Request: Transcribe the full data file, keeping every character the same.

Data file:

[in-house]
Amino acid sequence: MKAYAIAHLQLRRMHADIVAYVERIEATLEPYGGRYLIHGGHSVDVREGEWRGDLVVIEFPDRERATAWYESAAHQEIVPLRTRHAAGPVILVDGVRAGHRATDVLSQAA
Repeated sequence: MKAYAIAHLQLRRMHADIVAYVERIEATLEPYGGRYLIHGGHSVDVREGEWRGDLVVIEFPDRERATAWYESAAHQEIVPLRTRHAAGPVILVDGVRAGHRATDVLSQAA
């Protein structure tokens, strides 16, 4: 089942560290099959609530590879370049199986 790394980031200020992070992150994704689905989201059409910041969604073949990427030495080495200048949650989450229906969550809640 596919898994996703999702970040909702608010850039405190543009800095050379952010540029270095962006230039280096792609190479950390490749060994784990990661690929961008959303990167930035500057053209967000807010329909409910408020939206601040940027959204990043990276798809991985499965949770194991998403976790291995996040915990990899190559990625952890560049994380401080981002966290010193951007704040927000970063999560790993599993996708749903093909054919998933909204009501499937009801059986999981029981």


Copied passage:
[in-house]
Amino acid sequence: MKAYAIAHLQLRRMHADIVAYVERIEATLEPYGGRYLIHGGHSVDVREGEWRGDLVVIEFPDRERATAWYESAAHQEIVPLRTRHAAGPVILVDGVRAGHRATDVLSQAA
Repeated sequence: MKAYAIAHLQLRRMHADIVAYVERIEATLEPYGGRYLIHGGHSVDVREGEWRGDLVVIEFPDRERATAWYESAAHQEIVPLRTRHAAGPVILVDGVRAGHRATDVLSQAA
């Protein structure tokens, strides 16, 4: 089942560290099959609530590879370049199986 790394980031200020992070992150994704689905989201059409910041969604073949990427030495080495200048949650989450229906969550809640 596919898994996703999702970040909702608010850039405190543009800095050379952010540029270095962006230039280096792609190479950390490749060994784990990661690929961008959303990167930035500057053209967000807010329909409910408020939206601040940027959204990043990276798809991985499965949770194991998403976790291995996040915990990899190559990625952890560049994380401080981002966290010193951007704040927000970063999560790993599993996708749903093909054919998933909204009501499937009801059986999981029981």